There are now more Mexican gray wolves roaming the American Southwest than at any time since the federal government began trying to reintroduce the predators nearly two decades ago.The annual survey released Friday by the US Fish and Wildlife Service shows at least 113 wolves are spread between southwestern New Mexico and southeast Arizona, marking an improvement over the 97 wolves that were documented the previous year. "We are encouraged by these numbers. But these 2016 results demonstrate we are still not out of the woods," Fish and Wildlife Service regional director Benjamin Tuggle said in a statement. More work needs to be done to ensure the population grows by about 10% each year, Tuggle said.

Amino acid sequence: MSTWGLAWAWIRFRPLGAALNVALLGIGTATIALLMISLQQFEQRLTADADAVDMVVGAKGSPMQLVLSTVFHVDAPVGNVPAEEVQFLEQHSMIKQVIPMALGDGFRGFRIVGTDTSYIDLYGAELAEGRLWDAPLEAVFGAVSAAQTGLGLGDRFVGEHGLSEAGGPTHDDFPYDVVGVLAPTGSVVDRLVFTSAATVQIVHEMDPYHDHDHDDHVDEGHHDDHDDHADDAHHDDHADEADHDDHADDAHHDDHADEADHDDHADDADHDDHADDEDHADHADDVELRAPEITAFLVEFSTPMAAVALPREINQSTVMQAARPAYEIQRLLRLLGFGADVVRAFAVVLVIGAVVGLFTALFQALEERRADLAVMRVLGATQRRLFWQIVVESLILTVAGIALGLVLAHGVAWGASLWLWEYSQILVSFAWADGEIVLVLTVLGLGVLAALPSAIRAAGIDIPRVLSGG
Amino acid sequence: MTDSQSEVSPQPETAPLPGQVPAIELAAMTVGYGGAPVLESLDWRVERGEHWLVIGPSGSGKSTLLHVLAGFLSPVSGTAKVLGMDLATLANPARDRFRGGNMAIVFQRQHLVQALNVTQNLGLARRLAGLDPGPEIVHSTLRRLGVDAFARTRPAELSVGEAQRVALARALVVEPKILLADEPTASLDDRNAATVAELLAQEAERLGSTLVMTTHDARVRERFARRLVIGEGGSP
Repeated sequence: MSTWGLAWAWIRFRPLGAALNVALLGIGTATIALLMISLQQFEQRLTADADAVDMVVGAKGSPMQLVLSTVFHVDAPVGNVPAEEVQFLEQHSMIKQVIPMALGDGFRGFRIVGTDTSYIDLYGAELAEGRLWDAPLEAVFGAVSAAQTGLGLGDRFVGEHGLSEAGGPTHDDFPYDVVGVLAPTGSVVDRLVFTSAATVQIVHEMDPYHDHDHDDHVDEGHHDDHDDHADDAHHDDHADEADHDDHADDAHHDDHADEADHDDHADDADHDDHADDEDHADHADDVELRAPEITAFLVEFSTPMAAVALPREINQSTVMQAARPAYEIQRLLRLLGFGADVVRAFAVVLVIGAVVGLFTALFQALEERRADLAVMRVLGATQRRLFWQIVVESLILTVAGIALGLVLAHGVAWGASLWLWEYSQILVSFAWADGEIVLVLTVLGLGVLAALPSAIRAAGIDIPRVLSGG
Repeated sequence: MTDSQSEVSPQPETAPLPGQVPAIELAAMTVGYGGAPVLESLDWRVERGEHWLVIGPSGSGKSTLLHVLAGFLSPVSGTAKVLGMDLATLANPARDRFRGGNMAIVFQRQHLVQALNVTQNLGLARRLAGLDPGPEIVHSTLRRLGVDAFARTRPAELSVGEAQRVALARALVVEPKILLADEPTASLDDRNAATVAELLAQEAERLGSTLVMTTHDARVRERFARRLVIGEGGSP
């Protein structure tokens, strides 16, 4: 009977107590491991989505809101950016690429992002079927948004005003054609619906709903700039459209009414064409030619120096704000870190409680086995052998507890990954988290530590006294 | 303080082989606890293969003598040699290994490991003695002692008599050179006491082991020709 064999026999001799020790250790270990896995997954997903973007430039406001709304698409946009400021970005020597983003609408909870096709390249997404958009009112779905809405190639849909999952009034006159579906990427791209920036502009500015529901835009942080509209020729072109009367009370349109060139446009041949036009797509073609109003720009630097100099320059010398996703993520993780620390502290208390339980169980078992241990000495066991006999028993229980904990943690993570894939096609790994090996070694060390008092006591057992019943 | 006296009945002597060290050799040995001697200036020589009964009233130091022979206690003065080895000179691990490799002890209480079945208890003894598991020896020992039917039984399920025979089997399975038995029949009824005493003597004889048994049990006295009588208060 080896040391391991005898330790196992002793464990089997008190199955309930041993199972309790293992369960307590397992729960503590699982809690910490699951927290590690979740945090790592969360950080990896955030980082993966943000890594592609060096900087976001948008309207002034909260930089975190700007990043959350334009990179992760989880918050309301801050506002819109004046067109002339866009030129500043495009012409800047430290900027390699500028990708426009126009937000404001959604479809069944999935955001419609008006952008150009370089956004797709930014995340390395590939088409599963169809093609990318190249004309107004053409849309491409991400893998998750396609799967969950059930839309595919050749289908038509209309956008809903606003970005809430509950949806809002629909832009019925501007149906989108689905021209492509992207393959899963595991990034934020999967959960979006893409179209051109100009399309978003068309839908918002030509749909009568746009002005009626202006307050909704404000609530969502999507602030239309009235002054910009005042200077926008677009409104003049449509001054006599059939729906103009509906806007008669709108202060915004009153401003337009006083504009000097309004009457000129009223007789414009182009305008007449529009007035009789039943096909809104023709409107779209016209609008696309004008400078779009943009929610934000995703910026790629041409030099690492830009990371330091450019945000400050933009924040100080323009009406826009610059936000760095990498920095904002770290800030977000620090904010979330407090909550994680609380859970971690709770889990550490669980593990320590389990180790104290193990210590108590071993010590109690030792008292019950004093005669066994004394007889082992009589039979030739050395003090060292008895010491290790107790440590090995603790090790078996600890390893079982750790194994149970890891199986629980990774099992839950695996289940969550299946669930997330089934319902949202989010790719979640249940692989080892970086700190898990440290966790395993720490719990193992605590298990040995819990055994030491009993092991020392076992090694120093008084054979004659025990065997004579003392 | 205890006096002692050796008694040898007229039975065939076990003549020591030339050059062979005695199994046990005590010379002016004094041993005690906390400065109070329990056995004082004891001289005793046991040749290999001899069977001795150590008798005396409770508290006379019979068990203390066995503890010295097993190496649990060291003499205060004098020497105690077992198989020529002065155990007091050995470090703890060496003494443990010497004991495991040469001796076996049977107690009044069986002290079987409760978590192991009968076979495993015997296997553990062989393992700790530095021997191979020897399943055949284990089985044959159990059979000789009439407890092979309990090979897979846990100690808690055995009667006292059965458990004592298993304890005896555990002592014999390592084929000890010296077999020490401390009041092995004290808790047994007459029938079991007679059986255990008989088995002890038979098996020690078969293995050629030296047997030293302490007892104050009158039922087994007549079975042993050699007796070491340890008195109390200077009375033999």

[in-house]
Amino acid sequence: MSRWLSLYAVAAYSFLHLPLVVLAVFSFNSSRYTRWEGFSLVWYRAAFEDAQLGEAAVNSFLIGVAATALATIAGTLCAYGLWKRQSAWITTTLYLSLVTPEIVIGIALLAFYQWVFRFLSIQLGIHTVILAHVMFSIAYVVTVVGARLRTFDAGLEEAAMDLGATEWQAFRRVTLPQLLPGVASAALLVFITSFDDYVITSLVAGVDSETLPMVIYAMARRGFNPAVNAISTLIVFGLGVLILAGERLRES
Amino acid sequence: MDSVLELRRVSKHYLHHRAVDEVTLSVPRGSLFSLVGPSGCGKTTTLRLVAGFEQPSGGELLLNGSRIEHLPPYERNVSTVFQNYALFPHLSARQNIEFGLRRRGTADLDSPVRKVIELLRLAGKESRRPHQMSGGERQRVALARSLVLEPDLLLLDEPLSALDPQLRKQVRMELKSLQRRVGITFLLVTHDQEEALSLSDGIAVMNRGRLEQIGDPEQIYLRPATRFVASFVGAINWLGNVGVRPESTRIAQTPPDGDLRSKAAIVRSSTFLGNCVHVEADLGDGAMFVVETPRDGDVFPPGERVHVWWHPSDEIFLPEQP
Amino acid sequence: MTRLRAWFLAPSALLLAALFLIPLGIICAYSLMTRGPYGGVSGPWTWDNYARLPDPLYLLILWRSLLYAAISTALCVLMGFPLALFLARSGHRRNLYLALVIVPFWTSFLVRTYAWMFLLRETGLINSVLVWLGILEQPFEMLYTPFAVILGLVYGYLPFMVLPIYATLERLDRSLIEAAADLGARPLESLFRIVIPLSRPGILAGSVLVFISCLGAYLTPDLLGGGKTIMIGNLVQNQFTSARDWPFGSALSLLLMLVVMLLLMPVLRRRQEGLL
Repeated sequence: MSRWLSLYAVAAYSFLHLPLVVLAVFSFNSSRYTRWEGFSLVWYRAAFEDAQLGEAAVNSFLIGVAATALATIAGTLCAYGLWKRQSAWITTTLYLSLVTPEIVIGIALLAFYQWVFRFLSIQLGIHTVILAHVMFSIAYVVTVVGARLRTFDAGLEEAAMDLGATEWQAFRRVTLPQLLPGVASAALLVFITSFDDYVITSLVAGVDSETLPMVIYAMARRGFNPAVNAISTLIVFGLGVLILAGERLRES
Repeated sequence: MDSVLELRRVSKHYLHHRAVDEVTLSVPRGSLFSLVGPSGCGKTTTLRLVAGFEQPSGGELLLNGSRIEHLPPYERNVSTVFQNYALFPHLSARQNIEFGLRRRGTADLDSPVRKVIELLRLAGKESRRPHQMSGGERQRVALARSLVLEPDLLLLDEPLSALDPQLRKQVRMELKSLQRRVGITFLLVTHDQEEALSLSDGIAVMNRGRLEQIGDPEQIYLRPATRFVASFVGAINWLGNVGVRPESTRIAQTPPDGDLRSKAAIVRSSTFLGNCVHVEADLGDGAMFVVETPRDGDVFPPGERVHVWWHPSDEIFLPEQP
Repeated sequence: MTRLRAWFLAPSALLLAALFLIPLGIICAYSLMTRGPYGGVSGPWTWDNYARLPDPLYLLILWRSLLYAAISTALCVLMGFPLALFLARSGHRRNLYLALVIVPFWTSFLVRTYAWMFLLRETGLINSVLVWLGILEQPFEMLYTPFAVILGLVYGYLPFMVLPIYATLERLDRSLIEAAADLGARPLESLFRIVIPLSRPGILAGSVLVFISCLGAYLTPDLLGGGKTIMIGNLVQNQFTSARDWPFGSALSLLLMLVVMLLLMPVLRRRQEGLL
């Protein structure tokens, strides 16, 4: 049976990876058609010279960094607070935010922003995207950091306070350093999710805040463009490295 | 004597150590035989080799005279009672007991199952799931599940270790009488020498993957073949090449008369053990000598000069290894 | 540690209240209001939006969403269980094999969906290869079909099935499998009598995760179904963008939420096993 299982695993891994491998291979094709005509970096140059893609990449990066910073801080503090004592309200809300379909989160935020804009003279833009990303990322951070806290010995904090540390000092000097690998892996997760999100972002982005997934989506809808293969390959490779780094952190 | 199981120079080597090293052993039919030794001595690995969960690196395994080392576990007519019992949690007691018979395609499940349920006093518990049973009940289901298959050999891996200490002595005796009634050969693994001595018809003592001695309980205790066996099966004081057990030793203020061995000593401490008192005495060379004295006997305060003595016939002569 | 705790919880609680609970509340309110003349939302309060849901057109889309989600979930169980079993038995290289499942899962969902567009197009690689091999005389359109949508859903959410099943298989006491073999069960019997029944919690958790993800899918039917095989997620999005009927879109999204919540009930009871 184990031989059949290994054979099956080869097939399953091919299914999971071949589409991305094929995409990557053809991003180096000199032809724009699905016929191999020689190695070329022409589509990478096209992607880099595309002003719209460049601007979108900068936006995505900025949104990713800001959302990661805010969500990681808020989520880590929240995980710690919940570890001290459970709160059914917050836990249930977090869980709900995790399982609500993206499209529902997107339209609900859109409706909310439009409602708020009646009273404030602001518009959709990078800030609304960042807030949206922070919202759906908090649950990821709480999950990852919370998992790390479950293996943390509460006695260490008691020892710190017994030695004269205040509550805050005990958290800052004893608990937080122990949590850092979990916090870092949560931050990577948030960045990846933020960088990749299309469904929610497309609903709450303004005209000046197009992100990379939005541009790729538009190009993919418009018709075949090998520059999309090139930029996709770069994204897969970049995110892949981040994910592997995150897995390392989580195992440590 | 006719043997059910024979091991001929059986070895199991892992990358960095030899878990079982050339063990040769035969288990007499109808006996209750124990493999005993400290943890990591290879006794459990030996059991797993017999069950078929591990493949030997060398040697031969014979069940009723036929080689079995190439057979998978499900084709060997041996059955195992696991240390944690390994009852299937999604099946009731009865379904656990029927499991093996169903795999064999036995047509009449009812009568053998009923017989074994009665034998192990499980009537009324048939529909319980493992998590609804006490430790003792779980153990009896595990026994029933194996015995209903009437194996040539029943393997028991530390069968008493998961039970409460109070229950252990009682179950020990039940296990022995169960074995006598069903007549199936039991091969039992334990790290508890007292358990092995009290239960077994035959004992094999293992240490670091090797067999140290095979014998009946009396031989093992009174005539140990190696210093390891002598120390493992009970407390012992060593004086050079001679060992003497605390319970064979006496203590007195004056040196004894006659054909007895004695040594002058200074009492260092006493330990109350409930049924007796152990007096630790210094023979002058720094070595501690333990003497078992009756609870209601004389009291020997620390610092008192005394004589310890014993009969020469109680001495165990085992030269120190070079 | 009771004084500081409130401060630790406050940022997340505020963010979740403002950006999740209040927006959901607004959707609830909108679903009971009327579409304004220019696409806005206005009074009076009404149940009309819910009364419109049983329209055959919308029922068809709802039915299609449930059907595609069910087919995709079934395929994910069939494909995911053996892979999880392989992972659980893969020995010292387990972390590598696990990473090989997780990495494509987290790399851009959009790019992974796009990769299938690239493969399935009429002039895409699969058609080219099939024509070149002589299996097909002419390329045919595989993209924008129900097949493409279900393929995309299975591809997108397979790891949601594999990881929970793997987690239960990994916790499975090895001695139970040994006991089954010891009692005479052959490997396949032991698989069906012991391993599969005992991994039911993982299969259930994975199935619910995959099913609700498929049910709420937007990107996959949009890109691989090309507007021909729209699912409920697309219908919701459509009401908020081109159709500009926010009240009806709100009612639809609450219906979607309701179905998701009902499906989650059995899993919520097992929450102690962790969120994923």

The survey comes as the agency gathers comments on plans to release two packs of Mexican gray wolves in wilderness areas near the Arizona-New Mexico border this year in an effort to bolster a struggling population threatened by inbreeding, the AP reports. The Fish and Wildlife Service released details this week of its latest plan, saying it will submit the public comments along with a request to the state of New Mexico for a permit to release the animals. Federal officials say the releases are an important tool for avoiding a genetic bottleneck. Of the 70 or so Mexican wolves in the wild for which individual genetics are known, all but four males are descendants of the Bluestem Pack's breeding female. (Read more wolves stories.)